Did Barbara Bellar Fib About Being a Nun?

The 18th District Senate candidate says she was a Benedictine nun for five years, but the prioress of the Benedictine Sisters of Chicago says otherwise.

“Barbara Bellar, State Senate, There’s ‘Nun’ Better.”

Those words are stamped at the top of Republican State Senate candidate Barbara Bellar's website.

The play on words reflects the time the 65-year-old Burr Ridge woman spent as a Benedictine nun before earning medical and law degrees. 

But Sun-Times Media columnist Phil Kadner has been pressing Bellar — who faces State Rep. Bill Cunningham, a Democrat, for the 18th District Senate seat — for more detail on her background. The district takes in parts of Oak Lawn, Orland Park, Palos Park, Palos Hills and the 19th Ward on the Southwest Side of Chicago.

In a column published Tuesday, Kadner writes:

... when asked if she ever took vows of fidelity and obedience she refused to return telephone calls for days and repeatedly walked away from this columnist during a Republican candidate forum at Moraine Valley Community College on Saturday.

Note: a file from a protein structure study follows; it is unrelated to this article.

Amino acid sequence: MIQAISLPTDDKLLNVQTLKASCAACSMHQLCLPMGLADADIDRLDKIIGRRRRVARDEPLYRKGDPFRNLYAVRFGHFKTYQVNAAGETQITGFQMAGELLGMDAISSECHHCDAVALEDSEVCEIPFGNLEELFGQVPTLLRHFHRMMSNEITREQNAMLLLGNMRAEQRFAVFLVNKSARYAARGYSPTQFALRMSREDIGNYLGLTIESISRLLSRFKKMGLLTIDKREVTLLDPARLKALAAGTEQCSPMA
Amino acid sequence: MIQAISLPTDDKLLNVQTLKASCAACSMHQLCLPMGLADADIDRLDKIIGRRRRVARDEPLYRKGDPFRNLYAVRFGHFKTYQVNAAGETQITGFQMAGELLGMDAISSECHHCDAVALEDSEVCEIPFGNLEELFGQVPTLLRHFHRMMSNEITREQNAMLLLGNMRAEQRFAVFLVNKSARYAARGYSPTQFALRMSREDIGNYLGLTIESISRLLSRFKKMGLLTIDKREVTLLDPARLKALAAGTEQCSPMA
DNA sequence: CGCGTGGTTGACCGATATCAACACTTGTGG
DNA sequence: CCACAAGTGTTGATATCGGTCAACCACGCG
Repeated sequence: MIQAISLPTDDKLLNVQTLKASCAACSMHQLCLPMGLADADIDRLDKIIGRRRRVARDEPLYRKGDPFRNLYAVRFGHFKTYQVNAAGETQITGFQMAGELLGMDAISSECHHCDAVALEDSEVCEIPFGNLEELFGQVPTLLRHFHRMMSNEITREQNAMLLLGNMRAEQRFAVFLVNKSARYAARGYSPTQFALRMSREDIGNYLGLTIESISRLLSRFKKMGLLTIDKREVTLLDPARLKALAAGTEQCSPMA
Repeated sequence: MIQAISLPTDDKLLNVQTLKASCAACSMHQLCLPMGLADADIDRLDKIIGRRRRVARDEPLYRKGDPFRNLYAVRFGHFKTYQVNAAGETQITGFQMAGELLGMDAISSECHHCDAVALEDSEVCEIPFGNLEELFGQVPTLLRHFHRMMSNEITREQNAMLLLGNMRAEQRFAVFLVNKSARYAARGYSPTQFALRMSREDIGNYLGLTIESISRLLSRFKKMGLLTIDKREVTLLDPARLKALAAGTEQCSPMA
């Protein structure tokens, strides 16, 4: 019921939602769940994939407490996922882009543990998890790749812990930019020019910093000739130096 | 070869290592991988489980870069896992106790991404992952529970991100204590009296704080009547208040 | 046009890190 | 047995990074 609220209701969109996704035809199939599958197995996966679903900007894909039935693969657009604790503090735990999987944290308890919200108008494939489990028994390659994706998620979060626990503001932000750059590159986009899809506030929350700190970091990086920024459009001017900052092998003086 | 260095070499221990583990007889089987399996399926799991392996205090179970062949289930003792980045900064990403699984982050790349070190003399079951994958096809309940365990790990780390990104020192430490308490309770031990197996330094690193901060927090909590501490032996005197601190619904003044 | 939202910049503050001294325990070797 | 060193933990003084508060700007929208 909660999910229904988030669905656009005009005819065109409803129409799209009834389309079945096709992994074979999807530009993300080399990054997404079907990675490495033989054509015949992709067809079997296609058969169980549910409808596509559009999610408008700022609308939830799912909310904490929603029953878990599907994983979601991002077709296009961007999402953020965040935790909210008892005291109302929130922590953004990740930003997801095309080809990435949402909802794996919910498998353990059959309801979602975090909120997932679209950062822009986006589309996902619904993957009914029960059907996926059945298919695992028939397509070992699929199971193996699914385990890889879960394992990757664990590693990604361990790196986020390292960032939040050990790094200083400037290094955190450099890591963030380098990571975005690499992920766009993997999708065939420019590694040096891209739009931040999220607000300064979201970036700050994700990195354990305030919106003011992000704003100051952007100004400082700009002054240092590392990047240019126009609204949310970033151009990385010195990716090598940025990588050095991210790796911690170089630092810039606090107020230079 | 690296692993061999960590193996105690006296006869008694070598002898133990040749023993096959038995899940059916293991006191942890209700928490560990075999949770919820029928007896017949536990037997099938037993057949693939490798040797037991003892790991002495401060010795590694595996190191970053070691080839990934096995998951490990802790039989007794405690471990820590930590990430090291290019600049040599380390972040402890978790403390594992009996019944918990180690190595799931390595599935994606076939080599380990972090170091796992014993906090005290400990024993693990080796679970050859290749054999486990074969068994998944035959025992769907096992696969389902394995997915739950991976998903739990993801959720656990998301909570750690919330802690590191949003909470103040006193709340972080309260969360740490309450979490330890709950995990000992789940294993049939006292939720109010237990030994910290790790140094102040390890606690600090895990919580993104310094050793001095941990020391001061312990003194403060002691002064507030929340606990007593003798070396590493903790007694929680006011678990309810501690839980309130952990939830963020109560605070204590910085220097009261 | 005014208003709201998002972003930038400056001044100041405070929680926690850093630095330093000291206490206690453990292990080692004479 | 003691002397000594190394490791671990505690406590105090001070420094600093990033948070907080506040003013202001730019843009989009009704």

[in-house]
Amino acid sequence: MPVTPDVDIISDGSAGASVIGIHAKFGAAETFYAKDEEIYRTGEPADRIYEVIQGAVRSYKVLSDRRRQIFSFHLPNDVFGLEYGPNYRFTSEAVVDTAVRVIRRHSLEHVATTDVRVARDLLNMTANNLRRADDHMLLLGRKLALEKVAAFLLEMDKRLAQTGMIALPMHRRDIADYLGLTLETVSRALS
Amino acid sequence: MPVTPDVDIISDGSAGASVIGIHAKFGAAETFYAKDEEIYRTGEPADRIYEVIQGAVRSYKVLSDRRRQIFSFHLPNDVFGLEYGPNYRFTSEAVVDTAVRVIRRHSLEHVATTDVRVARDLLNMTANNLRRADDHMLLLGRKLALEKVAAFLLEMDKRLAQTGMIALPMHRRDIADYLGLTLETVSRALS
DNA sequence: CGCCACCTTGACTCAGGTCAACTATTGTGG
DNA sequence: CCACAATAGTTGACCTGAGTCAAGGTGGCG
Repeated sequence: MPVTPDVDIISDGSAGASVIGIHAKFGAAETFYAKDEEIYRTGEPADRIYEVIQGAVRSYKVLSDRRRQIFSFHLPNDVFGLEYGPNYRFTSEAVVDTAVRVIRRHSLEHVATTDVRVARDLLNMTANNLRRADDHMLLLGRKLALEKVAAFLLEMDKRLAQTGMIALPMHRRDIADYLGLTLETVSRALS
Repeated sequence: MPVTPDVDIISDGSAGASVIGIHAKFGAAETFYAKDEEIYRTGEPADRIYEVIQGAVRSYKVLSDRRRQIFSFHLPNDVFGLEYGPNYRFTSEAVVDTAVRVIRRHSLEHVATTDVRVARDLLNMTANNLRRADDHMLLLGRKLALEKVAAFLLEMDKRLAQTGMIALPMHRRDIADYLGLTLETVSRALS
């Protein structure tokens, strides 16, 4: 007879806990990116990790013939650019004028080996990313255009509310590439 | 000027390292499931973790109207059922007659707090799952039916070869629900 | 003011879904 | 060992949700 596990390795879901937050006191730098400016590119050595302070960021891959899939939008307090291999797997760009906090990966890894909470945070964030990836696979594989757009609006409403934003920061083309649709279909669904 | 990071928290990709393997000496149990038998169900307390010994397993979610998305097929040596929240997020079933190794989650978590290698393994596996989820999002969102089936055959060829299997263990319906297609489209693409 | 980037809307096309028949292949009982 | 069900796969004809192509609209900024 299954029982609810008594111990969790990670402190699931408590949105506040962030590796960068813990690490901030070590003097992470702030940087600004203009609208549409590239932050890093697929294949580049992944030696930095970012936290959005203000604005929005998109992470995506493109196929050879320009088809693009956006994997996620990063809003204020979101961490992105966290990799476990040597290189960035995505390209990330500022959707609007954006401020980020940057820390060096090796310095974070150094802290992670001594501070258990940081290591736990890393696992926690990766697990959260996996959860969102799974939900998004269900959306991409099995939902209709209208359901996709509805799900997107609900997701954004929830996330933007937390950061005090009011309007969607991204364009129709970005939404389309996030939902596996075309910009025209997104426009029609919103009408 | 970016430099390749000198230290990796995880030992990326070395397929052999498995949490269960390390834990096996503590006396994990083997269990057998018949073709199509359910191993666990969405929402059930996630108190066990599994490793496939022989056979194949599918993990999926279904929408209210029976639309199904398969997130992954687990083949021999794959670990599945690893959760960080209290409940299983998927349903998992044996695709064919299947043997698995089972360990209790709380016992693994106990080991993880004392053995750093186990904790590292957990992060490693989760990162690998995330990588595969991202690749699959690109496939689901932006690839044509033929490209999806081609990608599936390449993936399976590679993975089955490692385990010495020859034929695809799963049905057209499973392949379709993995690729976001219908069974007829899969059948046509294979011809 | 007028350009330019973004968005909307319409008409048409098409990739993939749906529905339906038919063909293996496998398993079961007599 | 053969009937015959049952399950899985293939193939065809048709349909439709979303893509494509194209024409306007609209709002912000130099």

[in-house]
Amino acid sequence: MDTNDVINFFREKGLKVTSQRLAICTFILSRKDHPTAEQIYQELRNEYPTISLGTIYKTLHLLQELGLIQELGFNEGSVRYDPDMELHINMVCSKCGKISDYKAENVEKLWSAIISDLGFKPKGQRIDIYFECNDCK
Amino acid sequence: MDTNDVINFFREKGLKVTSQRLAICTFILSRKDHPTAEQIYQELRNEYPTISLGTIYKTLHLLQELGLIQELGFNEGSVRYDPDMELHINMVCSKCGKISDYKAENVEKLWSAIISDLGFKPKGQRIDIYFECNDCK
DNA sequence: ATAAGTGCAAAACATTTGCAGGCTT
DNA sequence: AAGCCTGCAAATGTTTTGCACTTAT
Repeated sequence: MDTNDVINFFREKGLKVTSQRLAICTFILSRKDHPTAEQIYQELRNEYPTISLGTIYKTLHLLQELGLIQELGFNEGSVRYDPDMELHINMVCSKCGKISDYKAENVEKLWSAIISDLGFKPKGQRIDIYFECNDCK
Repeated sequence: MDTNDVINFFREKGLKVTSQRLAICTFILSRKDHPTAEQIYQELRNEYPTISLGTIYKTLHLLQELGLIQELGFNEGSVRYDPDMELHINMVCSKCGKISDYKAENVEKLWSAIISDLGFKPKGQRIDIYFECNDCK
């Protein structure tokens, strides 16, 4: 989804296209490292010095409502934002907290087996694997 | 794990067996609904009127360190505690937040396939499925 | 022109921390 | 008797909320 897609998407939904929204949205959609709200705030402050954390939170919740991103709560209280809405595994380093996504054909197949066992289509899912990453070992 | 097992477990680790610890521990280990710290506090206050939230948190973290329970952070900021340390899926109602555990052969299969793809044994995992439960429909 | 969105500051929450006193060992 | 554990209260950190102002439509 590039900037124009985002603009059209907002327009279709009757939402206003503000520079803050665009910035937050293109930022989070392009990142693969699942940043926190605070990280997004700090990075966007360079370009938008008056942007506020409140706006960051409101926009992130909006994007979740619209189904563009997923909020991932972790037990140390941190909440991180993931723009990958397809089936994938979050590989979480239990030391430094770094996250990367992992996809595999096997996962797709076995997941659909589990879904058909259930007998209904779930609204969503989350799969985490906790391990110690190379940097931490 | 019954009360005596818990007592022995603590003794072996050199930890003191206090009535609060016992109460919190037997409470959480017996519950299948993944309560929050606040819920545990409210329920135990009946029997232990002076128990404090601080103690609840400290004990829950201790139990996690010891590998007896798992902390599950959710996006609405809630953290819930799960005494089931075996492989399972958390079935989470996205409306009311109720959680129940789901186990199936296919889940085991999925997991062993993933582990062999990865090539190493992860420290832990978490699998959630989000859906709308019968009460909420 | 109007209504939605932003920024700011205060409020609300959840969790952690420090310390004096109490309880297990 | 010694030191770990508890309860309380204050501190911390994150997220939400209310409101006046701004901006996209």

“Dr. Bellar served as a Benedictine nun for five years and remains active in her church,” Bellar claims in a biography on her campaign website, which includes a logo that reads: 

But Sister Patricia Crowley, prioress of the Benedictine Sisters of Chicago, said Bellar was only a postulant in the order, meaning she was there for a year and was a candidate to join the order. ... 

“You are a postulant, which is the first stage and lasts about a year, and then become a novice, which requires a vote (by the order) to be accepted, Crowley said.

“After a year or two after that you would take your vows.

“All I can tell you is that Barbara Bellar was a postulant here and never became a novice and never took any vows.”

Kadner also reveals that Bellar earned her medical degree in Mexico — confirmed by records on file at the Illinois Department of Financial and Professional Regulation — not New York Medical School, where she took a one-year course.

But Bellar's official "life journey" on her campaign website reads: